[ EDIT: The following was previously part of a double-review with Tombraider: Anniversary. I’ve since split this post in two for readability – 04/03/2012 ]
Two games this week – I did promise you a review of Call of Duty 4: Modern Warfare and Tombraider: Anniversary – so here goes. I’ll try to be as thorough as I can. **Possible spoilers!**
The game follows US and British modern infantry as they combat international terrorism. The main focus is on the ultranationalist Russian Imran Zakhaev who seizes a stockpile of nuclear weapons and funds a coup d’etat in a middle eastern country. The game is seen from the viewpoint of British 22nd SAS operative Sergeant “Soap” MacTavish, operating under Captain Price throughout Eastern Europe, and the viewpoint of USMC 1st Force Recon Sergeant Paul Jackson in the Middle East.
All I can say is wow! Within the first few hours (time goes so quickly!) i’d escaped from a sinking ship, lived through a public execution and seen a nuclear detonation first hand. An article in Edge recently said “Call of Duty 4 avoids storyline in favour of action” which I feel is unfair. In Call of Duty 4 the action tells the story, making you experience every plot twist, rather than telling you in a briefing.
The action is fairly standard FPS fare but with a few nice touches. If a grenade lands beside you, pressing the ‘G’ Key or the middle mouse button (tricky with a Mighty Mouse!) will make your character toss it back. You have to be quick and as I played the first few levels in tandem with my flatmate I took the role of grenadier while he was playing, exclaiming ‘Shit!’ before hammering the ‘G’ key.
When you are shot (and you will be – alot) you breathing becomes heavy and successive shots cause a red blood vessels to grow across the screen – like bloodshot eyes I think. After about three shots or one grenade its game over. What happens next is one of the things I really like about the Call of Duty series in general. Each time you die you are presented with a war-related quote.
Some are humorous: “Incoming fire always has right of way” – Anon, “Cluster bombing from a B-52 is extremely accurate, the bombs are guaranteed to hit the ground”, “It is generally inadvisable to eject over the area you just bombed” – US Air Force Marshall, while some are sobering: “Cost of a single Javelin Missile: $80,000”, “Whoever stands by a just cause cannot possibly be called a terrorist” -Yassar Arafat. While other FPS are all about action, Call of Duty is what I would call ‘the thinking man’s FPS’. There is a great sense of camraderie and loss in COD games and the subliminal anti-war messages in COD4 are a refreshing change.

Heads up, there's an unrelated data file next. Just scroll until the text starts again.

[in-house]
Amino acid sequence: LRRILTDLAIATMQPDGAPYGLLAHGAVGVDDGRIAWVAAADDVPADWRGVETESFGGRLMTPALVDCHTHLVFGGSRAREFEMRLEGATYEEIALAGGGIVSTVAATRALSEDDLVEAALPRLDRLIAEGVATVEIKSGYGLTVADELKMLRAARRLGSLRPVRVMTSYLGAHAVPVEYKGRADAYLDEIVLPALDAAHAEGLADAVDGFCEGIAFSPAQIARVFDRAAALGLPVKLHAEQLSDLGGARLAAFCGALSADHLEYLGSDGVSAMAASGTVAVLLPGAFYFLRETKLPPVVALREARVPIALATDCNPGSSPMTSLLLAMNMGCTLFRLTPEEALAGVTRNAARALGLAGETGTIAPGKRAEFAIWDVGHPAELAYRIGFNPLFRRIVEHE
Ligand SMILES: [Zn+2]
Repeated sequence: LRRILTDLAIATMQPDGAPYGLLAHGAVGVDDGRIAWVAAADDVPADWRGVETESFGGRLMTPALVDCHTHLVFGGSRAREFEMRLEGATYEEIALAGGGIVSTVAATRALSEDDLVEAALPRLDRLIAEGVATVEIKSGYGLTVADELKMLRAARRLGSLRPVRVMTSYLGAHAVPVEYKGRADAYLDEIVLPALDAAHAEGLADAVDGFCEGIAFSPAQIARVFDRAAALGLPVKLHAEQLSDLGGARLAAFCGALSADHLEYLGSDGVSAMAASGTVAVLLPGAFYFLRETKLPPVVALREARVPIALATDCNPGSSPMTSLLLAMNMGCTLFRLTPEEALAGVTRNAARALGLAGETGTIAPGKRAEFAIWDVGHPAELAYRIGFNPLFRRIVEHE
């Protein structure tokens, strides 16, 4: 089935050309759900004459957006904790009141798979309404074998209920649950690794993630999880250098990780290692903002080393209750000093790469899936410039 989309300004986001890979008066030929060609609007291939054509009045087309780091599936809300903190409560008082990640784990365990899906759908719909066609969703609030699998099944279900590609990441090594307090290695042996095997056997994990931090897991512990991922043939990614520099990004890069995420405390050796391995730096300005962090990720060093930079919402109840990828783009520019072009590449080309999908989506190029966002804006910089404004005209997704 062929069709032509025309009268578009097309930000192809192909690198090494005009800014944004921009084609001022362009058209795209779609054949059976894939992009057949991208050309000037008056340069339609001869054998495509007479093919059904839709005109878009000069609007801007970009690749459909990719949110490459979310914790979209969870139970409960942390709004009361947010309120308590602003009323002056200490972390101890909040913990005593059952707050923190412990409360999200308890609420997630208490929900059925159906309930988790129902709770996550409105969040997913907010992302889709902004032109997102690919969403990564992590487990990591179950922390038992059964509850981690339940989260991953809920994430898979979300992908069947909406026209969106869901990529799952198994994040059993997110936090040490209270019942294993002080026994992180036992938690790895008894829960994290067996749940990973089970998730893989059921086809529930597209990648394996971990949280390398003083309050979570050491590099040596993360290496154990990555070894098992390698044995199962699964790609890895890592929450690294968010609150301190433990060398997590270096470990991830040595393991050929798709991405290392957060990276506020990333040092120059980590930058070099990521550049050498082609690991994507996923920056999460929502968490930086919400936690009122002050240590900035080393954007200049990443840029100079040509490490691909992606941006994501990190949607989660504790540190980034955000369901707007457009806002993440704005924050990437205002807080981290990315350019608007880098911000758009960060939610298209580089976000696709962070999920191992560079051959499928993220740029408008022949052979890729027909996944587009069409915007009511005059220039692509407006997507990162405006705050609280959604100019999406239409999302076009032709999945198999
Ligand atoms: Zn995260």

The game allows only two weapons to be carried – I believe the original Halo did this – and although I didn’t like this at first, it really does force you to choose a preferred weapon. There are plenty of weapons to choose from, including my old Tombraider favourite the Desert Eagle, but these you have to source from the bodies of enemies you’ve killed. There is however no shortage of guns (especially AK-47s, a terrorists weapon of choice) around as there are huge numbers of enemies to kill. You also have fragmentation grenades and flashbangs.
Certain levels allow you to use C4 and another weapon I cant recall the name of (it reminds me of the LAW (Light Anti-Tank Weapon) from Delta Force 2) and in these levels these are added to your inventory temporarily.
The action is mostly first person but sees you clambering over obstacles a la Killzone and in places rapelling down cliffs. In one mission you take control of the thermal imaging camera of an AC-130 Gunship (Just think of those top-down police videos on tv and you’ll know what I mean). In what has to be one of the greatest sniping levels I have ever played, you accompany an elite SCOTTISH sniper through a deserted Pripyat, Ukraine (Within the Chernobyl Zone of Alienation), silently dispatching enemy troops and, in one very tense section, lying still in a field while hundreds of enemy soldiers walk past. It is in this level that you end up having to carry your mentor after he is injured and this just adds to the tension as you are pursued by extremely pissed off enemy forces. There are also some fast-paced driving sections where you ride shotgun.
I can’t help but draw parallels with my other favourite shooter, Rainbow Six: Rogue Spear. Some of the missions such as the first mission, the cargo ship, remind me of Rogue Spear and the use of “Tango Down” seals it. This is a different game though, which is not a bad thing, and I have to say, except for the kit customization in Rogue Spear, COD4 is my new favourite shooter.